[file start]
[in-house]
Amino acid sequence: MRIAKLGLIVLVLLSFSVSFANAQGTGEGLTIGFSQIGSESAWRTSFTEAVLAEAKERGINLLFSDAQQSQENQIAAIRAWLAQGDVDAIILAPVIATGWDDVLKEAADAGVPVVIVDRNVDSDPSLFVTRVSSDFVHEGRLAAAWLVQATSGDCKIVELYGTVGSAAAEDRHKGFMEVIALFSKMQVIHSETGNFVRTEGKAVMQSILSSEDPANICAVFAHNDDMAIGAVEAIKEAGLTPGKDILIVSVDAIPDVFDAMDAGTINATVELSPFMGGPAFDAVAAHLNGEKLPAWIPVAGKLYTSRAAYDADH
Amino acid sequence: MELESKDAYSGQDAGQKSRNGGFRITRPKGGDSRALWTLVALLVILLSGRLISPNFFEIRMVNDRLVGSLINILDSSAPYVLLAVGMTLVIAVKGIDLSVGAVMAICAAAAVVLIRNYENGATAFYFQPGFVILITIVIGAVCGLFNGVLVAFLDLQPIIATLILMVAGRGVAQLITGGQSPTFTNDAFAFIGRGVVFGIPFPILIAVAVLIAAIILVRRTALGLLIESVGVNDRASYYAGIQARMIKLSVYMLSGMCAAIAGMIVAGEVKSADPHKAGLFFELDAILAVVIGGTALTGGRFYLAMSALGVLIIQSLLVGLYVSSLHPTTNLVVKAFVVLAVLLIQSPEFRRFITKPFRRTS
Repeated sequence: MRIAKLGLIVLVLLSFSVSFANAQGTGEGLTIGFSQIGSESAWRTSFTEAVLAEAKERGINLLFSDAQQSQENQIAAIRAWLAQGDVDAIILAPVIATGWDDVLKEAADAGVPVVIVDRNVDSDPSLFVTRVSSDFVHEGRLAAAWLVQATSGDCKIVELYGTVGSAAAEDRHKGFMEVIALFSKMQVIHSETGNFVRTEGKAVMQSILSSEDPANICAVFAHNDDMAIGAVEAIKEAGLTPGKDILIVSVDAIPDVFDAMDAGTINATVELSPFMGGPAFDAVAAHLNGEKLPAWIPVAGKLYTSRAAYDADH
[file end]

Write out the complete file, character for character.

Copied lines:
[in-house]
Amino acid sequence: MRIAKLGLIVLVLLSFSVSFANAQGTGEGLTIGFSQIGSESAWRTSFTEAVLAEAKERGINLLFSDAQQSQENQIAAIRAWLAQGDVDAIILAPVIATGWDDVLKEAADAGVPVVIVDRNVDSDPSLFVTRVSSDFVHEGRLAAAWLVQATSGDCKIVELYGTVGSAAAEDRHKGFMEVIALFSKMQVIHSETGNFVRTEGKAVMQSILSSEDPANICAVFAHNDDMAIGAVEAIKEAGLTPGKDILIVSVDAIPDVFDAMDAGTINATVELSPFMGGPAFDAVAAHLNGEKLPAWIPVAGKLYTSRAAYDADH
Amino acid sequence: MELESKDAYSGQDAGQKSRNGGFRITRPKGGDSRALWTLVALLVILLSGRLISPNFFEIRMVNDRLVGSLINILDSSAPYVLLAVGMTLVIAVKGIDLSVGAVMAICAAAAVVLIRNYENGATAFYFQPGFVILITIVIGAVCGLFNGVLVAFLDLQPIIATLILMVAGRGVAQLITGGQSPTFTNDAFAFIGRGVVFGIPFPILIAVAVLIAAIILVRRTALGLLIESVGVNDRASYYAGIQARMIKLSVYMLSGMCAAIAGMIVAGEVKSADPHKAGLFFELDAILAVVIGGTALTGGRFYLAMSALGVLIIQSLLVGLYVSSLHPTTNLVVKAFVVLAVLLIQSPEFRRFITKPFRRTS
Repeated sequence: MRIAKLGLIVLVLLSFSVSFANAQGTGEGLTIGFSQIGSESAWRTSFTEAVLAEAKERGINLLFSDAQQSQENQIAAIRAWLAQGDVDAIILAPVIATGWDDVLKEAADAGVPVVIVDRNVDSDPSLFVTRVSSDFVHEGRLAAAWLVQATSGDCKIVELYGTVGSAAAEDRHKGFMEVIALFSKMQVIHSETGNFVRTEGKAVMQSILSSEDPANICAVFAHNDDMAIGAVEAIKEAGLTPGKDILIVSVDAIPDVFDAMDAGTINATVELSPFMGGPAFDAVAAHLNGEKLPAWIPVAGKLYTSRAAYDADH